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When did UN know of Congo gang rapes?

From Josh Kron, CNN
Secretary General Ban Ki-moon called the gang-rapes in the Democratic Republic of Congo outrageous.
Secretary General Ban Ki-moon called the gang-rapes in the Democratic Republic of Congo outrageous.
STORY HIGHLIGHTS
  • Rwandan, Congolese rebels raided villages between July 30, August 3
  • U.N. says it first heard reports of the raids and gang rapes on August 12
  • International Medical Corps says it told the U.N. on August 6
  • Internal U.N. e-mail sent July 30 notes rebels in villages, one rape
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Goma, Congo (CNN) -- The United Nations appears to have been aware of rape by rebels in eastern Congo earlier than it originally said it was, according to an internal e-mail and a humanitarian bulletin.

Between July 30 and August 3, Rwandan and Congolese rebels raided a series of villages and towns, where they gang-raped up to 240 women and four baby boys, according to the relief organization International Medical Corps.

A U.N. spokesman said on Wednesday that the United Nations Organization Stabilization Mission in the Democratic Republic of the Congo (MONUSCO) has put the number of rape victims at more than 240, with more cases being reported.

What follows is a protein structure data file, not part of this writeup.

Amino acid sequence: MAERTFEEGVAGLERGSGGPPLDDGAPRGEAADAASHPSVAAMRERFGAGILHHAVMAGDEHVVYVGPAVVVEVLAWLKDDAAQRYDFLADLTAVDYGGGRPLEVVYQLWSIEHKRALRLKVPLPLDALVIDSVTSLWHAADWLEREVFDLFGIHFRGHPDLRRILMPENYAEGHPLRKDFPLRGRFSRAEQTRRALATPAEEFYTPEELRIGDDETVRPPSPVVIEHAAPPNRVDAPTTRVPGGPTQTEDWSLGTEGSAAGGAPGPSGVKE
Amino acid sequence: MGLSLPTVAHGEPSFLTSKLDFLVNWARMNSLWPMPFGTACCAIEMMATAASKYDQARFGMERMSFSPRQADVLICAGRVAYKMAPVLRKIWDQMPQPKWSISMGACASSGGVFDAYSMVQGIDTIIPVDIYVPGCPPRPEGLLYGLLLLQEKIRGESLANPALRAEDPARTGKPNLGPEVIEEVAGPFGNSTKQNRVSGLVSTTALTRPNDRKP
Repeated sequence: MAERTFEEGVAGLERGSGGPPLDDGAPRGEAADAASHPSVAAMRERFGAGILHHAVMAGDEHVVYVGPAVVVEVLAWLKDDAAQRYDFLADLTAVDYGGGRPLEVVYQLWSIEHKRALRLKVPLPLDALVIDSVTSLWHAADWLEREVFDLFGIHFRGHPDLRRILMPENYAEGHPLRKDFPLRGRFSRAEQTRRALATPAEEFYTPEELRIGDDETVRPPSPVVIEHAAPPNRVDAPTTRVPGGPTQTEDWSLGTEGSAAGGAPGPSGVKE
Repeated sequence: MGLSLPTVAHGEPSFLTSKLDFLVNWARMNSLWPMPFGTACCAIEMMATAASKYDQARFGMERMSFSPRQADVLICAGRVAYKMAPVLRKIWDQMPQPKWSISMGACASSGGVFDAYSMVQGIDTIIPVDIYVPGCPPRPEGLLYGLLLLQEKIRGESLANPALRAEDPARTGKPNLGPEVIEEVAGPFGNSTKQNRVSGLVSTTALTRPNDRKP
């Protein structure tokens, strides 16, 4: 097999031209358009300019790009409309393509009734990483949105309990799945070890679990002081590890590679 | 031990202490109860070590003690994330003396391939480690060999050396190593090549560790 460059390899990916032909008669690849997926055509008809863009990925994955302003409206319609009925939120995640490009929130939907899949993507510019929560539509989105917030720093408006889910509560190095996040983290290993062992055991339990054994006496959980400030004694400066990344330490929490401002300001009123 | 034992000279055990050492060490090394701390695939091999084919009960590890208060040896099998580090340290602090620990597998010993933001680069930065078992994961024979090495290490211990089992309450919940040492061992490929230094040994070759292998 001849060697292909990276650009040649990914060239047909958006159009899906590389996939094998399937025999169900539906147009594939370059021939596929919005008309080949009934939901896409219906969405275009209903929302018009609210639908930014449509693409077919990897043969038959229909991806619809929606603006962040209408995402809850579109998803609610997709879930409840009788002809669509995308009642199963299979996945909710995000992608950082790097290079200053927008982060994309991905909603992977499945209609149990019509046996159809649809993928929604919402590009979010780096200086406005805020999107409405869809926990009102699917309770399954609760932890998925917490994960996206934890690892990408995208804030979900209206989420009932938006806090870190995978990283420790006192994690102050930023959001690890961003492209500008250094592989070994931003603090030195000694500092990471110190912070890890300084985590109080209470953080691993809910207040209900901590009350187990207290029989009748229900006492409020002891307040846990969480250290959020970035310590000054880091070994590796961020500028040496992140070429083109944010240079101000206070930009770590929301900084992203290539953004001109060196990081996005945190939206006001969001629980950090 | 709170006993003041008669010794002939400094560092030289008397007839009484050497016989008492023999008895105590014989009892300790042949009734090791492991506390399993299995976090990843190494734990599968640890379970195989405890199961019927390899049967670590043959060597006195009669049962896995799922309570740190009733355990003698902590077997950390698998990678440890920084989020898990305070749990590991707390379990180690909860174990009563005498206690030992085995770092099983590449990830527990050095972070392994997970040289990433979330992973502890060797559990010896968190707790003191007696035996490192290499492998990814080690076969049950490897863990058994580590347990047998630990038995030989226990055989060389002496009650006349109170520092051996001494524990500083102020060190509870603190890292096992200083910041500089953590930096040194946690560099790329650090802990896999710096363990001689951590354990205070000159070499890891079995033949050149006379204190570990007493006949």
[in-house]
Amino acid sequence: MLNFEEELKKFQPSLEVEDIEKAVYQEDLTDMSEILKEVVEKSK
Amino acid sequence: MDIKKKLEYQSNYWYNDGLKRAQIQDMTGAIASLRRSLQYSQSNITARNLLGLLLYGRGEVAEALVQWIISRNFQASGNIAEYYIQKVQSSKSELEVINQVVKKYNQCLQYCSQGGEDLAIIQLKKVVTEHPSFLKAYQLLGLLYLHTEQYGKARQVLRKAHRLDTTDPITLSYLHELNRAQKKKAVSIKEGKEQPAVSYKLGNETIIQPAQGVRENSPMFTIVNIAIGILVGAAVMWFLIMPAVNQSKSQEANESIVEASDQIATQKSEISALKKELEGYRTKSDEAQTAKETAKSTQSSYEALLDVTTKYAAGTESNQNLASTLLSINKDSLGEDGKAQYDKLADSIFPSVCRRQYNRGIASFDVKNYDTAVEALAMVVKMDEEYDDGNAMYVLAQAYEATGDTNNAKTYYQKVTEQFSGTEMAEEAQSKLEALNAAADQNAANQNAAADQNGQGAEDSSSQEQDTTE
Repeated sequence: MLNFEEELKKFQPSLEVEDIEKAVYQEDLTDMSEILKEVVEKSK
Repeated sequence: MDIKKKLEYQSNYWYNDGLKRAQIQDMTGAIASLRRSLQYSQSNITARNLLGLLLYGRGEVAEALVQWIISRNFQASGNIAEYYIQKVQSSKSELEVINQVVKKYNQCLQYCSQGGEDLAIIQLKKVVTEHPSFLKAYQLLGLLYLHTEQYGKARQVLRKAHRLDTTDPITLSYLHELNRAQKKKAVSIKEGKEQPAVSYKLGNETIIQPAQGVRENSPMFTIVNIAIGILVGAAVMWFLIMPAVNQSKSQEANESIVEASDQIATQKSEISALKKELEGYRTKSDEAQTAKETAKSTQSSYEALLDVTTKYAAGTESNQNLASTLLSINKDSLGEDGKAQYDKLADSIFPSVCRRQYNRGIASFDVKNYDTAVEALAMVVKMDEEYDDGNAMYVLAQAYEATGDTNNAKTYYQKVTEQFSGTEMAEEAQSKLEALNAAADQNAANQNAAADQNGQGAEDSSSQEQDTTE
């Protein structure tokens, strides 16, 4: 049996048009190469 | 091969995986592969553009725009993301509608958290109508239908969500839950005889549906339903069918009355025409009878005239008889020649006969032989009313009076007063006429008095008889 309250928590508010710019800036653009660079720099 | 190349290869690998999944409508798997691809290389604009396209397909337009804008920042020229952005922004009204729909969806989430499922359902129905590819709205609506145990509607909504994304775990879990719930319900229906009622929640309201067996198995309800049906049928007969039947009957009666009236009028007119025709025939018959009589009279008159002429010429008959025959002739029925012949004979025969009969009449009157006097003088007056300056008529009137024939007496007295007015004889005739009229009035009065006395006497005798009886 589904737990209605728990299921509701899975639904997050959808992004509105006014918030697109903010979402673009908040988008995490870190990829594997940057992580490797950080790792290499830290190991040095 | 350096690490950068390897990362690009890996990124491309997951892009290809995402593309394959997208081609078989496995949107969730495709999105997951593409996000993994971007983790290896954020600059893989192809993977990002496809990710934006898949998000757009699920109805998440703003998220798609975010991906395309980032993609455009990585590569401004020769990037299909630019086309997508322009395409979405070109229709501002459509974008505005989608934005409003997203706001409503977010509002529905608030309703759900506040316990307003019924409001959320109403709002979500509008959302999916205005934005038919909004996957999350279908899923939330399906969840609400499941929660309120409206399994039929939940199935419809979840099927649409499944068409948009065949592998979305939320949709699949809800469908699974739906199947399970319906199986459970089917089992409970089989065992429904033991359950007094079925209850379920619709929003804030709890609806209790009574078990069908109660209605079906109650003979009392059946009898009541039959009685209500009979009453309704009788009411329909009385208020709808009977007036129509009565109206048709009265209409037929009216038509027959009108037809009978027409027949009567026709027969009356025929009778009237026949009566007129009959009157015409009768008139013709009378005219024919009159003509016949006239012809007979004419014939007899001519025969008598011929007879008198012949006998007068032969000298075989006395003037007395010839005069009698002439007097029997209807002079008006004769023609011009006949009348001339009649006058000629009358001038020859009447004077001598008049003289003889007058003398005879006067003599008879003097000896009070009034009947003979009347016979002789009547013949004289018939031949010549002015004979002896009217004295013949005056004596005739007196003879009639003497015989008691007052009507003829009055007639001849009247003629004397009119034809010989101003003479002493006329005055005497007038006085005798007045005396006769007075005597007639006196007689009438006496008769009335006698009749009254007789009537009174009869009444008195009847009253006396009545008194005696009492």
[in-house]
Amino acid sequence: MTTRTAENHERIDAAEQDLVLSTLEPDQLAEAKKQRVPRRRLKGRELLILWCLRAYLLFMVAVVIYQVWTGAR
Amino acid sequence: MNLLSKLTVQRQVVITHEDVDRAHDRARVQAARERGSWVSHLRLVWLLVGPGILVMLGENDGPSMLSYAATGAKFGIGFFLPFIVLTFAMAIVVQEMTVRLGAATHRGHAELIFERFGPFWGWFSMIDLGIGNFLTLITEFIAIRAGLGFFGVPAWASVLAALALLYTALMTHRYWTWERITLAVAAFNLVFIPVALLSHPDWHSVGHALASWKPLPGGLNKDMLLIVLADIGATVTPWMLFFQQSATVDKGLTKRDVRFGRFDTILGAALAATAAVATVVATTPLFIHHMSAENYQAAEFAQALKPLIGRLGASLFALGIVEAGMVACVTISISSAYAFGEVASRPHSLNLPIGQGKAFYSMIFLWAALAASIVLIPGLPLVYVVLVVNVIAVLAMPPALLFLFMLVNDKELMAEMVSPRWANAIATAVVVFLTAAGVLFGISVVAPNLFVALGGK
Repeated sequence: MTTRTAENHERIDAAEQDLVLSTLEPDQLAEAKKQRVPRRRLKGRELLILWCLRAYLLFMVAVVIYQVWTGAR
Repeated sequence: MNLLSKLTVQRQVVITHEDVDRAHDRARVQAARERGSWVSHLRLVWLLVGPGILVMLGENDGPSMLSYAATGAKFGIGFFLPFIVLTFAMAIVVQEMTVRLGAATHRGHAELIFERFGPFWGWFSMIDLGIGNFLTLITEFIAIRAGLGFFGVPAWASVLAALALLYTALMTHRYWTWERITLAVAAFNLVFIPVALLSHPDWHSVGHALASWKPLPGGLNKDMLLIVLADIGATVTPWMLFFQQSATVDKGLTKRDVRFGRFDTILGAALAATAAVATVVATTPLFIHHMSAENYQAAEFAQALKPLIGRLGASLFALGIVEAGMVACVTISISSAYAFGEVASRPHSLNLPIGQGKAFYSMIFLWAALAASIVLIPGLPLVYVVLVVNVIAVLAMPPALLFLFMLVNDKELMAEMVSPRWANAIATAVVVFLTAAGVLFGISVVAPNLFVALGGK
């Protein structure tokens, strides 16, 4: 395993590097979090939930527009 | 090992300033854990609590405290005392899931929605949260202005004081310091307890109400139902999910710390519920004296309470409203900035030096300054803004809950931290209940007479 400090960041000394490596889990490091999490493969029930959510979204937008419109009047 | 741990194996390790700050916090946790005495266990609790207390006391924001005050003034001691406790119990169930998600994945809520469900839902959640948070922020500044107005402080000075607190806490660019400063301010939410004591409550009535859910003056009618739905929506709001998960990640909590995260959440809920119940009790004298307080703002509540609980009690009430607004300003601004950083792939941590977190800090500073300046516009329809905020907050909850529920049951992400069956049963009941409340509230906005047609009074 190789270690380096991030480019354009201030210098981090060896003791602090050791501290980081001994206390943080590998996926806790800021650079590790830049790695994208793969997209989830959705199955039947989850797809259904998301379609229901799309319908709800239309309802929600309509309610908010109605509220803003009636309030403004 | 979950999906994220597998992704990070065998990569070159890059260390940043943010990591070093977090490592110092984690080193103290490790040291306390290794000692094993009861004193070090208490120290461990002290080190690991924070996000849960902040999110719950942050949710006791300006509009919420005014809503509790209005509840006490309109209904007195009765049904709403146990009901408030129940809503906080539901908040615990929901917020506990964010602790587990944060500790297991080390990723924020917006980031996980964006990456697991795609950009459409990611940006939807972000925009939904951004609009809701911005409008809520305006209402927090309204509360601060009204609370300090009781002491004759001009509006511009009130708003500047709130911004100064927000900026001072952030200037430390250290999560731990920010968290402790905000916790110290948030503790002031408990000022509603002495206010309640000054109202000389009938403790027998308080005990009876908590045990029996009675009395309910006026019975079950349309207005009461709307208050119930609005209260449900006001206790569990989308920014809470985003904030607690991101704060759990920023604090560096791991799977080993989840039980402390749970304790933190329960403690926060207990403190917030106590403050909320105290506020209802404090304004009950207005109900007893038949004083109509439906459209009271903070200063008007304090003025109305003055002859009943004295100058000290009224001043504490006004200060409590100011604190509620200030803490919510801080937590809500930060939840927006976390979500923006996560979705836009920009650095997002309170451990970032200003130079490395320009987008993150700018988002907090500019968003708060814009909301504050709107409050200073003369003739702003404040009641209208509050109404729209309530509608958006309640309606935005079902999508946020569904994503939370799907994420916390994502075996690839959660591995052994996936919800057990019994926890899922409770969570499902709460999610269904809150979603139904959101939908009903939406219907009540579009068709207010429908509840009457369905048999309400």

On August 22, when the rapes were first publicly reported, the number of victims stood at 156. Since then, nearly 100 more victims have been identified.

Video: What did the U.N. know?

According to the organization, many of the victims were raped by two to six men.

Last week, the U.N. Security Council in New York held an emergency session on the rapes, and Secretary General Ban Ki-moon called the attacks outrageous.

The United Nations has said it did not learn about the attacks until August 12, when it was alerted by International Medical Corps.

International Medical Corps said it first told the United Nations about the rapes on August 6. A July 30 internal U.N. e-mail that was relayed to relief agencies working in the area warned that the rebels had taken over the villages, and had already committed one instance of rape.

The town of Mpofi, 52 kilometers from Walikale, had just fallen into the hands of the Democratic Forces for the Liberation of Rwanda, a rebel group.

"A woman was raped there," the e-mail said in French. "Humanitarian workers are said not to go there."

On August 10, the United Nations posted an online bulletin saying that 25 women had been raped in the villages, contradicting statements made by U.N. military spokesman Madnoje Mounoubai and special representative Roger Meece.

Asked to explain the discrepancy, deputy U.N. spokesman Farhan Haq told reporters on Thursday: "We are aware of the existence of a number of e-mails and we are trying to trace exactly how those e-mails were responded to."

He said that about 80 peacekeepers were conducting patrols in an area about four times the size of Manhattan. "The question is -- how much area could they cover and were they able to get into the areas where they needed to be, where the relevant information was?"

 
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